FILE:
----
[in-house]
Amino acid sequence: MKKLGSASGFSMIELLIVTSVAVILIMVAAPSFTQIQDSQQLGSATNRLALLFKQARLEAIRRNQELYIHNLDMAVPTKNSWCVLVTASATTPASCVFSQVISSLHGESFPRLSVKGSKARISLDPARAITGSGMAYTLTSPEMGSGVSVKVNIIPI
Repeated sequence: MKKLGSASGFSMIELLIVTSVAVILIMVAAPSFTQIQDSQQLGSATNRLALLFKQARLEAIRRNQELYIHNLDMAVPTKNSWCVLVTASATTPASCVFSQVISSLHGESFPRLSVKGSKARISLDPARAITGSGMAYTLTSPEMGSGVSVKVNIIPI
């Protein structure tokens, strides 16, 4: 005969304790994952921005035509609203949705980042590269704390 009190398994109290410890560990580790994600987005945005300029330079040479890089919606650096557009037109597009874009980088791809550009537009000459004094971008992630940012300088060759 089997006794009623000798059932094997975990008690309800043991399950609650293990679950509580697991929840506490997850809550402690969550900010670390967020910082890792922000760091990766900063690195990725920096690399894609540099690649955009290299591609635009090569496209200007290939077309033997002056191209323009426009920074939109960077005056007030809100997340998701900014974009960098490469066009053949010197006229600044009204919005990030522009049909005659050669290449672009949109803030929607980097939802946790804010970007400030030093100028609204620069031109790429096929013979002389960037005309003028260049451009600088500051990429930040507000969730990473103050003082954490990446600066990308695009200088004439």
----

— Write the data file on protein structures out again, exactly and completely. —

[in-house]
Amino acid sequence: MKKLGSASGFSMIELLIVTSVAVILIMVAAPSFTQIQDSQQLGSATNRLALLFKQARLEAIRRNQELYIHNLDMAVPTKNSWCVLVTASATTPASCVFSQVISSLHGESFPRLSVKGSKARISLDPARAITGSGMAYTLTSPEMGSGVSVKVNIIPI
Repeated sequence: MKKLGSASGFSMIELLIVTSVAVILIMVAAPSFTQIQDSQQLGSATNRLALLFKQARLEAIRRNQELYIHNLDMAVPTKNSWCVLVTASATTPASCVFSQVISSLHGESFPRLSVKGSKARISLDPARAITGSGMAYTLTSPEMGSGVSVKVNIIPI
């Protein structure tokens, strides 16, 4: 005969304790994952921005035509609203949705980042590269704390 009190398994109290410890560990580790994600987005945005300029330079040479890089919606650096557009037109597009874009980088791809550009537009000459004094971008992630940012300088060759 089997006794009623000798059932094997975990008690309800043991399950609650293990679950509580697991929840506490997850809550402690969550900010670390967020910082890792922000760091990766900063690195990725920096690399894609540099690649955009290299591609635009090569496209200007290939077309033997002056191209323009426009920074939109960077005056007030809100997340998701900014974009960098490469066009053949010197006229600044009204919005990030522009049909005659050669290449672009949109803030929607980097939802946790804010970007400030030093100028609204620069031109790429096929013979002389960037005309003028260049451009600088500051990429930040507000969730990473103050003082954490990446600066990308695009200088004439």